Conservatism proper is a legitimate, probably necessary, and certainly widespread attitude of opposition to drastic change – F.A. Hayek, from his essay “Why I Am Not A Conservative.”
In my last post, I shared a quote from Russell Kirk’s essay “The Essence of Conservatism.” I’ve since revisited some of his other observations in that piece, along with related commentary from others on similar themes such as the one expressed above, and found more than a few worth sharing.
To be conservative, then, is to prefer the familiar to the unknown, to prefer the tried to the untried, fact to mystery, the actual to the possible, the limited to the unbounded, the near to the distant, the sufficient to the superabundant, the convenient to the perfect, present laughter to utopian bliss. Familiar relationships and loyalties will be preferred to the allure of more profitable attachments; to acquire and to enlarge will be less important than to keep.
Asking the 1% to make contributions to the society and governing system which provided them the means to attain their great wealth and success should not automatically be viewed from the tint of ideological frames as punishment, nor is it a blind handout to the lazy. We just need to recognize that conditions (including our own assessments and hopes for the future) have changed dramatically and in many cases have been diminished far beyond our worst fears. An unfortunate but understandable consequence of our great progress and the complexities of modern society….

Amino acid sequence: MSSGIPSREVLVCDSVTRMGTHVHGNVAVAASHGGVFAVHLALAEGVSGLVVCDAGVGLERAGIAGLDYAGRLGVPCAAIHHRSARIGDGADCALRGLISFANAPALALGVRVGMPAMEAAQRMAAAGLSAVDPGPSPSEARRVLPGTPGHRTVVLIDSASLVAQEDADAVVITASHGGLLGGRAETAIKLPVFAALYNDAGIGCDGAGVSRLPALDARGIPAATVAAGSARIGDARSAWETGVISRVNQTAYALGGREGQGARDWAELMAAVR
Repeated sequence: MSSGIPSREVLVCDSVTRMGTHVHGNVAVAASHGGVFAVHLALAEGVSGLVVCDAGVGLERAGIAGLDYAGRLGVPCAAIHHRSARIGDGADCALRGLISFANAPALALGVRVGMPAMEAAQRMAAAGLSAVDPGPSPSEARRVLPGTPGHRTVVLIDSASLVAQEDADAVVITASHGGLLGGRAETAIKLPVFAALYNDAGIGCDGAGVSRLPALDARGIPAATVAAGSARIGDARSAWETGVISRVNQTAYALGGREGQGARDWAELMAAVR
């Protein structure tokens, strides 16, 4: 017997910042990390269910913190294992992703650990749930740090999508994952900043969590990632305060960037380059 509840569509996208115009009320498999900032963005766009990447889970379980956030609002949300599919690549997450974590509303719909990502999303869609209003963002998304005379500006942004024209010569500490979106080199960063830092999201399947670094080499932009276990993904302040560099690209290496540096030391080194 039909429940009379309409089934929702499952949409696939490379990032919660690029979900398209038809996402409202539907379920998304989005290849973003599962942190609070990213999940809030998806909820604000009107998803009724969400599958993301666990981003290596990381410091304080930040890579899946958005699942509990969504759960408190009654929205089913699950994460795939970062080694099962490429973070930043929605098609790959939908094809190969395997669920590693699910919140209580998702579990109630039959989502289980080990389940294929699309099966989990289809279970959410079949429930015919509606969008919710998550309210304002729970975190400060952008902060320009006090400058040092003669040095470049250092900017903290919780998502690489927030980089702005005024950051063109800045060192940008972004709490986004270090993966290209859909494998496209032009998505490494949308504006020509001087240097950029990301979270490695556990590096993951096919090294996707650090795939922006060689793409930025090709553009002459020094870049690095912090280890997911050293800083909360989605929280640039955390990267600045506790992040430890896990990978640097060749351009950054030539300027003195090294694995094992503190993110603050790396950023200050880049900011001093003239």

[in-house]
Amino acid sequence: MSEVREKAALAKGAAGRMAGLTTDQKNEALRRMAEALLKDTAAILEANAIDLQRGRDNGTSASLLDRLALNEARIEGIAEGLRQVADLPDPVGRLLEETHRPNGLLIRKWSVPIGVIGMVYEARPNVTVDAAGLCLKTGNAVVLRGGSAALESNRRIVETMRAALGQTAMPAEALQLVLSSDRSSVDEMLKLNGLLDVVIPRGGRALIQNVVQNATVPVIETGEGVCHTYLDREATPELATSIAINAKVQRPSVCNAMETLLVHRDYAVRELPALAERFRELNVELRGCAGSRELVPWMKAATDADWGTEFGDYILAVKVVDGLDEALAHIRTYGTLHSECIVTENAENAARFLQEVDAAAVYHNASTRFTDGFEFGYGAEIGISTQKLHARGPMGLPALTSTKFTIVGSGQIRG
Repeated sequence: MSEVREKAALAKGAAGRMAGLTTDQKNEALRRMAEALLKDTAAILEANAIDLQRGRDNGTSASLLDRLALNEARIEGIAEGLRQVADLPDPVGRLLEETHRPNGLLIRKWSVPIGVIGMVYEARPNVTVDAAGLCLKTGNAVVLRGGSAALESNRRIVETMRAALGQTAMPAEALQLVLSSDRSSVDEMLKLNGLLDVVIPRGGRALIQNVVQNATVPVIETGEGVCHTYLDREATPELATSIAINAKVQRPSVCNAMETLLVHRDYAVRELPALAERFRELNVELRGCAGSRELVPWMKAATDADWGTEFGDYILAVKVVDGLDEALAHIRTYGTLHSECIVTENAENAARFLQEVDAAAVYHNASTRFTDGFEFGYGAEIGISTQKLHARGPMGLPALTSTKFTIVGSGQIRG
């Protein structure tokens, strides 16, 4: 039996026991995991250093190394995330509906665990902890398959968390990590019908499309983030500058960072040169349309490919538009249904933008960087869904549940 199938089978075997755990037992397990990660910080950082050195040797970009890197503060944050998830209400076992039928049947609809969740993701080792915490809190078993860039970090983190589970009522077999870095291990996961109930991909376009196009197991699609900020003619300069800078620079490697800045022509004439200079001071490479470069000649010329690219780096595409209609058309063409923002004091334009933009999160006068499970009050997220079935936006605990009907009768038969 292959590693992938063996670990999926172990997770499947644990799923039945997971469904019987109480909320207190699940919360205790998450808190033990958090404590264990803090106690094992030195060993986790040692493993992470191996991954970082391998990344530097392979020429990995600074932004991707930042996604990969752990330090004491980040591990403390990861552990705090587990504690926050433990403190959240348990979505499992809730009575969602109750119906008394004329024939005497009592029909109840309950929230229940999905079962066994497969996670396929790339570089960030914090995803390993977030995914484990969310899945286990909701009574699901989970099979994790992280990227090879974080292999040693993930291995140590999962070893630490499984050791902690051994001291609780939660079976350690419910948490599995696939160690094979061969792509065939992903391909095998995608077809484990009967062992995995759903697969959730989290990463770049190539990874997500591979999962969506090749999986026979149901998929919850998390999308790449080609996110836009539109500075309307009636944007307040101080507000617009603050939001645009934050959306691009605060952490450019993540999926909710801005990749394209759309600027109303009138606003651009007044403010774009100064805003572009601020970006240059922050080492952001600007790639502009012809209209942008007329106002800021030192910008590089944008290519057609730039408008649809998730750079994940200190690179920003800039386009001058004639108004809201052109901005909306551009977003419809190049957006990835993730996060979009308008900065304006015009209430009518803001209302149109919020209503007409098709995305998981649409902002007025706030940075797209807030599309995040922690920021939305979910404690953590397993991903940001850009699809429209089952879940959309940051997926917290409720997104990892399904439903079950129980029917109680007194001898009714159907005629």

Kekes * argues that ‘the fundamental aim of conservatism is to conserve the political arrangements that have shown themselves to be conducive to good lives’. And, he continues, ‘the conservative view is that history is the best guide to understanding the present and planning for the future because it indicates what political arrangements are likely to make lives good or bad’.
*John Kekes is currently a Professor Emeritus of Philosophy at the Univ of Albany [NY]. The reference above is from his article “What Is Conservatism?”
Traditionalism and hostility to social innovation were central to Mannheim’s … sociological analysis of conservatism. Rossiter … too, defined situational conservatism in the International Encyclopedia of the Social Sciences as ‘an attitude of opposition to disruptive change in the social, economic, legal, religious, political, or cultural order….’ He added, The distinguishing mark of this conservatism, as indeed it is of any brand of conservatism, is the fear of change [italics added], which becomes transformed in the political arena into the fear of radicalism….’ Consistent with this notion, Conover and Feldman … found that the primary basis for self-definitions of liberals and conservatives has to do with acceptance of, versus resistance to, change. [Citations and references in original quote]*
In a rapidly-changing and evolving world, leading the way seems to be a better tactic than trying to hold back the tides of change. Conservatism has much to offer, and a more cooperative approach to policy and problem-solving will afford the Right a more meaningful role to contribute rather than merely obstruct.
‘[I]t is reasonable to hypothesize that individuals who are physiologically and psychologically responsive to negative stimuli will tend to endorse public policies that minimize tangible threats by giving prominence to past, traditional solutions, which assumes those options are adequately suited for the newer challenges by limiting human discretion (or endorsing institutions, such as the free market, that do not require generosity, discretion, and altruism), by being protective, by promoting ingroups relative to out-groups, and by embracing strong, unifying policies and authority figures.
As the … research suggests, conservatism is largely a defensive ideology — and therefore, much more appealing to people who go through life sensitive and highly attuned to aversive or threatening aspects of their environments.